I guess the real question I was getting at isn't well indicated by the thread title. The question of grills started my thought process, but more fundamentally is the issue of EV design. We can tell from early ICE and the early EV designs that horse drawn carriages were the platform used to spring from. Before long, the actual vehicle requirements began driving the design.

Today, legacy car makers who try to leverage existing ICE vehicle design end up making a product that is not particularly compelling or desirable, while startups tend to begin EV design at the beginning - and in some cases do much better. The "grill" part is perhaps part of something that could be a bit different - re-using an ICE feature that has been prominently part of nearly all ICE designs to ease either consumers, or perhaps the designers themselves into the EV landscape.

ICE vehicles, especially in past years, required a lot of air flow to get rid of waste heat. As ICE cars became a bit more efficient, the grills were entrenched as design features, resulting from a design process that used the grill requirement to achieve some level of elegance. In the Model 3, that air flow requirement is different, and the design follows from that.

The thought process that prompted me to start this thread is evolving as it goes a bit..... its returning to the question of legacy auto makers design culture and its ability to adapt to EV design.

TeslaTap.com | 14. Januar 2019

Actually all EVs have grills - they are need for the radiator used in the cabin HVAC system. Better EVs like all Teslas also use HVAC systems to cool the batteries under some conditions. Still the inlet for the cooling is smaller than that required on ICE cars - which improves aerodynamics and increases range.

gballant4570 | 14. Januar 2019

stevenmaifert, I thought those openings near the front wheel might be for cooling the brakes, initially, After driving the car for a few months, I'm not sure the brakes require much air flow, the way they get used. Might be aerodynamics instead, or for a perceived brake cooling requirement that doesn't materialize much.

gballant4570 | 14. Januar 2019

I'm with you tom8959 - even if a design is a bit unexpected, sometimes even jarringly so, it can win me over. The Model 3 interior had that effect on me. When I first saw it, my reaction was "I'll never buy one of those, I'll go for an S" even though I had a reservation in.... Then by the time I saw one in person, I was on the fence. By the time I took delivery, I was quite glad the 3 interior was not like the S. I would call the Model 3 interior design elegant.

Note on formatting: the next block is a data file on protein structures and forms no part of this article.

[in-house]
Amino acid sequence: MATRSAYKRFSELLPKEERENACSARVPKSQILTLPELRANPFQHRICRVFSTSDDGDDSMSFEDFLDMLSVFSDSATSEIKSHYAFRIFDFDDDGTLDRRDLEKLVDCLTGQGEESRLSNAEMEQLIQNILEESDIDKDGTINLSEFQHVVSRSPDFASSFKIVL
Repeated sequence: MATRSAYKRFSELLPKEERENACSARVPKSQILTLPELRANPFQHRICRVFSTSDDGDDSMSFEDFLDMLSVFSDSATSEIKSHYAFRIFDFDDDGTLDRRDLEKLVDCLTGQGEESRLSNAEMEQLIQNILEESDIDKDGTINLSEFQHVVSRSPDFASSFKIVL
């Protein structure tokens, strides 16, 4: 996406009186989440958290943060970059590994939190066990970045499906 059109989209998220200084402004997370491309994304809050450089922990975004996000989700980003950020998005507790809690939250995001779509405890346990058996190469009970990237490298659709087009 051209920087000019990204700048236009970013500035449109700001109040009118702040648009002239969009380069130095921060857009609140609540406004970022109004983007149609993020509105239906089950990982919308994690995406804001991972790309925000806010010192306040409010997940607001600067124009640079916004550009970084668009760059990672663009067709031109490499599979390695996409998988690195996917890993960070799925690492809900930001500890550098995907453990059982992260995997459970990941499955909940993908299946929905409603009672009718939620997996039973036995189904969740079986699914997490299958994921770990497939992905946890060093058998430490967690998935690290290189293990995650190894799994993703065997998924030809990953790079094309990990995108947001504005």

jordanrichard | 14. Januar 2019

The traditional car companies have to keep some resemblance to their marque's look to not scare off their customer base. Though I can't for the life of me explain what happened to Lexus's front ends.

Car companies spend a lot of time on creating/maintaining a certain corporate look/theme with their front ends. So just as my car, 2014 S, has a nose cone that is reminiscent of a traditional grill, the other OEMs are doing/going to do the same. Though the present front end on Mercedes EQC, looks nothing like any Mercedes front end part form the big star.

gballant4570 | 14. Januar 2019

jordanrichard - an interesting point. I am thinking that a legacy carmaker should design their EV, allowing the utility of the product drive the design. Unless they replace their design staff entirely, it is likely that too much of their marque look will end up in the product, and that some level of vigilance will be required to keep that from being too overpowering. If they want to produce an elegant design, that is. What results in an elegant ICE design won't necessarily result in an elegant EV design.

jordanrichard | 14. Januar 2019

Just take BMW for example. Look how the "kidney grille" trademark of BMWs front end has evolved over the years. Look at the front end of the i3. If it wasn't for the resemblance of their kidney grille you would never know it was a BMW product.

Mercedes Benzes for literally over 100 years were identifiable by their grilles, when they were real. Now/recent years, they have morphed into nothing more than slats and only the huge star makes it a Benz.